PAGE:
Jasmine Orpilla

Los Angeles, CA

Jasmine Orpilla is an Ilokana/x-American poly-vocal artist and operatic composer of sound installations carved by her lifelong studied practices of folk dance, combat systems, mythology, ancestral epic chant, and indigenous music of the Philippines. Breaking from the contemporary American framing of the first-generation, imperialist military assimilation of her own childhood, her unfiltered, anti-genre, multilingual voice-in-motion actively exorcizes Eurocentric performance aesthetics out of her muscle memory, while remaining accountable to the living oral histories and legacies of the Indigenous Pilipino communities she, her family, and greater diasporic community remains indebted to. Orpilla wields every role in a single production, from composer to choreographer, singer, musician, installation artist, and sound producer, in order to exemplify an economy of care that prioritizes sources from/for the support of Indigenous Pilipino artisans throughout the diaspora, whose cultural livelihoods are endangered, especially post-pandemic. Centering the lived experience that is the multiplicitous Fil-Am voice, with her interwoven disciplines as an ethical research-based, community-servicing, multi-instrumental performer and writer, Orpilla’s art is committed to further honoring the complex intersectionality of the Fil-Am body in full agency. Internationally awarded, she has performed at major art institutions in the US and abroad. Most recently, Orpilla was the recipient of a 2022 City of Los Angeles Individual Master Artist Project grant.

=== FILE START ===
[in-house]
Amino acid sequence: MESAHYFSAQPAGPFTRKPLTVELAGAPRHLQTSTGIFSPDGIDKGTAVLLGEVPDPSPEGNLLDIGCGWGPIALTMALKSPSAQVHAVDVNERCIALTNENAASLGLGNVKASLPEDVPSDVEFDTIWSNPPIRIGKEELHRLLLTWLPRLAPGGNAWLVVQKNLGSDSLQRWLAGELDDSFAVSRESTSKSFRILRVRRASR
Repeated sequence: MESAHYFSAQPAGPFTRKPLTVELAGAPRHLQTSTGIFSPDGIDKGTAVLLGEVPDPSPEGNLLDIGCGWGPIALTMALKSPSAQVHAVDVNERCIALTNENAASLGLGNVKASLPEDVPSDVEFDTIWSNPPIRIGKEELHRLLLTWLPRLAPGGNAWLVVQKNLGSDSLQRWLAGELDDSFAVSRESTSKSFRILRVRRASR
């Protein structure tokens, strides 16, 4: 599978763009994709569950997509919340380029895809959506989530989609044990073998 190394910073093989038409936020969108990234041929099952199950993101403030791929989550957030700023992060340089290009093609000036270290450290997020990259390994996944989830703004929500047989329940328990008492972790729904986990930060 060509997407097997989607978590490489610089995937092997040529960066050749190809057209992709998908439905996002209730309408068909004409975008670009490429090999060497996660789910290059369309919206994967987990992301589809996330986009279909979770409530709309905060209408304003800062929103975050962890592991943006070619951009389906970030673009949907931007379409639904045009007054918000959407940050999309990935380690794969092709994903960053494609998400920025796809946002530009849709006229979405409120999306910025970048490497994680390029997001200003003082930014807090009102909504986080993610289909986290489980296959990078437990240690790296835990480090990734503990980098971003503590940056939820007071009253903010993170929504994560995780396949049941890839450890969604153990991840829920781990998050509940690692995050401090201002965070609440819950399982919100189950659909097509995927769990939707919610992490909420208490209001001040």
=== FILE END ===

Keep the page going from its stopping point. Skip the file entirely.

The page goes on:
Jasmine Orpilla is an Ilokana/x-American poly-vocalist composer of operatic sound installations carved by her practices of folk dance, combat systems, and epic and indigenous music of the Philippines.

Artist Bio

Orasyon: A solo, multilingual operatic sound installation, sung and simultaneously danced in Filipino combat and courtship choreography, to the poetic structure of Jasmine Orpilla’s grandmother’s Ilokano call-and-response dallot-inspired love codes and the protective anting-anting vest incantations inspired by Orpilla’s albularyo-practicing grandfather from the Philippines. The installation consists of choreographically and sound-activated Filipino bulletproof vests, which hang larger-than-life, transparently inscribed with breathing, encrypted orasyon spells. Traditionally worn as a layer of second skin to protect from gunfire during critical times of revolution, these anting-anting vests serve as theatrical, yet sacred, gateways onstage. Orasyon’s sound and instrumentation is an algorithmic composition drawing upon: the multilingual raw voicings of unseen, demonized god-beings from Filipino cosmologies, who unwillingly embody the Other through hidden harmonies between traditional dance music from a colonizing Spain, and sounded/sampled items involved in the invisibilized historic first encounters, for example, between the Obispo Chumash and the early Filipinos in the US, to name a few sensitive touchpoints. Further unpeeling deep, previously unnamed Filipino connections with Mesoamerican, Mexican and African American histories leading to and beyond 1898, right up to present-time, the performance results in a dancing sound-collision of responses to one another, calling over multiple centuries of colonization by the US and Europe. Each transparent bulletproof vest represents vulnerable layers of skin that absorb, repel or reveal invisible cycles of voiced sound, while attempting to flow with sometimes difficult movement.

Jasmine Orpilla personally dedicates Orasyon to the war-surviving memory of her grandparents’ love.

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Award Year

In Progress